So each stage comes with its own challenges. Regardless of what size you’re at, download ACTIVE Faith’s free ebook and think through if there is anything that your church needs to change.

Download: How to Maximize Church Volunteers (PDF)

Special thanks to ACTIVE Faith for supporting Church Relevance by sponsoring this post.

How to Get Things Done

There are a lot of books, articles, and stage talks on how to get things done. In some ways, the topic has become so romanticized in Western culture that some love the pursuit of learning about it to the extent of not having time for real productivity.

There are a slew of tips and research worth paying attention to:

Start things (that’s the hardest part). Don’t multi-task. Pick one task and focus on it for a long, uninterrupted stretch of time. Be deliberate. Break large tasks into smaller steps. Eliminate distractions like social media. Schedule your day and tasks in the morning or the evening before. Write down your long-term goals and the milestones for achieving them.¬†Checking email too often makes you stupid. Too much data can make you stupid.

2 Reminders for Productive Ministry

Yet in the midst of a sea of how-to advice, I think it is important remember a few key things about ministry:

#1 :: God’s plan doesn’t always seem productive (or at least efficient).

Joseph’s journey from slave to Egyptian ruler wasn’t efficient. Moses waited 80 years before leading the Israelites. From a Western perspective, these timeframes seem excruciating. From a Western perspective, a few months can seem too long. There are certainly situations that need to be sprinted through, but the race Paul talks about in 1 Corinthians 9 and 2 Timothy 4 is a patient marathon.

There is a big difference between being lazy and patiently working hard. At the heart of the gospel and The Great Commission is a responsibility we have to selflessly love, serve, teach, and proclaim. And almost the only way to do this is through the patient nurturing of relationships. In ministry we must fight against the desire to replace relationships entirely with big events, programs, and systems that give the appearance of results. These things are great when built upon a culture that invests in relationships, but without that relational depth, they rarely disciple people as well as we think they do.

When making disciples, do you want quantity or quality? God looks at the heart, but pursuing quality is often full of messy ups and downs that feel unproductive.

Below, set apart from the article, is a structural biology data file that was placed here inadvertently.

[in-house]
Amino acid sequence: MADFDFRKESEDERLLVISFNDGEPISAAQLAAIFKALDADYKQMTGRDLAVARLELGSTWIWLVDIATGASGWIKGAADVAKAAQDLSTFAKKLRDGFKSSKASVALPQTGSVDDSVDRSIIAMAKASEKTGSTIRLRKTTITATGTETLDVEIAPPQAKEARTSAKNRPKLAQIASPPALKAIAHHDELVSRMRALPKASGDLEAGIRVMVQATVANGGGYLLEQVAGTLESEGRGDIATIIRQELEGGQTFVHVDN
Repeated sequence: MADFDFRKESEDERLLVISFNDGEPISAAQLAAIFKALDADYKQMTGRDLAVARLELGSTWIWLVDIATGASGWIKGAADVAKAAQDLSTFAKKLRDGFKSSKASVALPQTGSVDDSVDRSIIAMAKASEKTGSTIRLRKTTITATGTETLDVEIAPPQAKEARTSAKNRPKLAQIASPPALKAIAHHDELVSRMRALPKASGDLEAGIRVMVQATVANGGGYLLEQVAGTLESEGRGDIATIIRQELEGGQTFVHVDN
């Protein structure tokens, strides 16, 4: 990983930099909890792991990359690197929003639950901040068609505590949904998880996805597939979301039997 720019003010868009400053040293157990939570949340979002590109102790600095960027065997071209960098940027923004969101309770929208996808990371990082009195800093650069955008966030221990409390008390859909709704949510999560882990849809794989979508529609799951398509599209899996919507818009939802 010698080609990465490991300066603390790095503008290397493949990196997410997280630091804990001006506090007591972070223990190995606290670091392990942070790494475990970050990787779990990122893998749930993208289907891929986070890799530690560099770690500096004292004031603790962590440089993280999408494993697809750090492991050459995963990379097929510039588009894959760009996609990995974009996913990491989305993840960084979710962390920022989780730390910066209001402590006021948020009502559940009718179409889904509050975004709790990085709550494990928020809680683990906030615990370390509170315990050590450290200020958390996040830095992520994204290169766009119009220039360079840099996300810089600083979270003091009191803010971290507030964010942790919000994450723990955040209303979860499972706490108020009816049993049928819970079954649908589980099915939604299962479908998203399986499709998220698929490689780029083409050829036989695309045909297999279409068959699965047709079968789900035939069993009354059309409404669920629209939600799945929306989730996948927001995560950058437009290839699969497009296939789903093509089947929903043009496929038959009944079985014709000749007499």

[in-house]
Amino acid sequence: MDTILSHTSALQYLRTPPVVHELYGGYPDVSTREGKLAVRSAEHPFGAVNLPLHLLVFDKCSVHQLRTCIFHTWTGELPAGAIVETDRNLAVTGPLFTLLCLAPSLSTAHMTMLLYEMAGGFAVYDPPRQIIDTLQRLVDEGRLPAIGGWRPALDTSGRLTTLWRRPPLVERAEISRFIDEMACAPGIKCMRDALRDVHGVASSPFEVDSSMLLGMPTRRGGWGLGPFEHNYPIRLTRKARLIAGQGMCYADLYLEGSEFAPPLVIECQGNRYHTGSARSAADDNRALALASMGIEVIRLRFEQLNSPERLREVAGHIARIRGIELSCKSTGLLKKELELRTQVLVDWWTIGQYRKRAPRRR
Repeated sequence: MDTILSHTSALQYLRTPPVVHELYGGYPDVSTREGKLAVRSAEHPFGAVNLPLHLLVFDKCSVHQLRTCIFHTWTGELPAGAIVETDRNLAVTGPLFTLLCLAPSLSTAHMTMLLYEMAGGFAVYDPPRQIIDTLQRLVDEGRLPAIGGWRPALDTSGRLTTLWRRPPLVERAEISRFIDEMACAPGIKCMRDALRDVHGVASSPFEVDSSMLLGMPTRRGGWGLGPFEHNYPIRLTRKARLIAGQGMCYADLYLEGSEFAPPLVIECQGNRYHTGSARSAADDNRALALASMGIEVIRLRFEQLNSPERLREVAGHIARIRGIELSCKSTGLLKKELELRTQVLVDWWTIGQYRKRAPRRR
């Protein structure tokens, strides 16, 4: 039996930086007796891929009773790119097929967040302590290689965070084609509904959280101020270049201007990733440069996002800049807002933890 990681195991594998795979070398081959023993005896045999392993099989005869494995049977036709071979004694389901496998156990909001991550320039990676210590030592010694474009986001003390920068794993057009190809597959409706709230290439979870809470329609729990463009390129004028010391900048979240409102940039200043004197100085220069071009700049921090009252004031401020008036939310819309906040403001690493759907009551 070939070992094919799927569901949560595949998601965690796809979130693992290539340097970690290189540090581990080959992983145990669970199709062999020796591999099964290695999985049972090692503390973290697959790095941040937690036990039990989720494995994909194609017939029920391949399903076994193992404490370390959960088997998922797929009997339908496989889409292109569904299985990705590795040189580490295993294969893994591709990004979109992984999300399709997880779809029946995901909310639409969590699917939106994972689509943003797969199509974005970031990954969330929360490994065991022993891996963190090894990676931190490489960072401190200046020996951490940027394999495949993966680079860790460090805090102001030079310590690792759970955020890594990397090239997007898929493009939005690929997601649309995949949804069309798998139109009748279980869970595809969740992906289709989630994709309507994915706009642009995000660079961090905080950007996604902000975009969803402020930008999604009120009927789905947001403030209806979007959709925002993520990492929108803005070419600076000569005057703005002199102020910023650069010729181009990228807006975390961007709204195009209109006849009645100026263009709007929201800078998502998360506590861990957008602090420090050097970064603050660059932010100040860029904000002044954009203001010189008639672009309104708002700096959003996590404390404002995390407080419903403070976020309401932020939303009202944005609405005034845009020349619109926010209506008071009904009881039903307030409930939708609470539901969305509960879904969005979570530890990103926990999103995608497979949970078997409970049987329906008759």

# 2 :: Do what’s most important.

The busyness of ministry always has more important things to do than you have attention to give. Focus on what is most important and trust God to take care of the rest. Focus more on God’s voice through Scripture and the Holy Spirit and less on the opinions of your church’s biggest donor or the best-selling author celebrity pastor.

My 5 Favorite Productivity Tools

I’m far from a productivity guru. I have, however, experimented with an abundance of techniques and approaches to getting things done. My workflow rhythm changes every few months, so I try to custom tailor my task management to each specific season of life.¬†These are my 5 favorite tools from recent years:
  1. NeuYear Wall Calendar
    It helps to visualize the year’s biggest responsibilities, events, and milestones charted in one place for quick reference. It gives a sense of urgency that helps goad productivity towards the next fast-approaching deadline. It reminds me of what I need to do today to accomplish what need to be done next month. Perhaps most importantly, it’s helped me see if I am leaving enough room in my schedule to spend time with my wife and kids. I recommend the Dry Erase version of the calendar.
  2. Google Calendar
    Google Calendar weaves every aspect of my life, my family, and my workspace into one master schedule on my phone and computer.
  3. Gmail App
    Rather than using an app for notes. I write notes as an email to myself when on the go.
  4. Paper Notepad
    For daily planning and task management for a day in the office, I’ve found jotting down a quick schedule and to-do list each morning on a notepad to be the most helpful. It helps me focus on the tasks at hand by removing the clutter of future obligations. And I love the feeling of accomplishment from physically scratching off a completed task.
  5. Asana
    For long term planning and team interactions, I use Asana. It is free, less time-intensive, and a more versatile solution than popular alternatives.

For Discussion:
What are your favorite tools, tips, and techniques for productivity?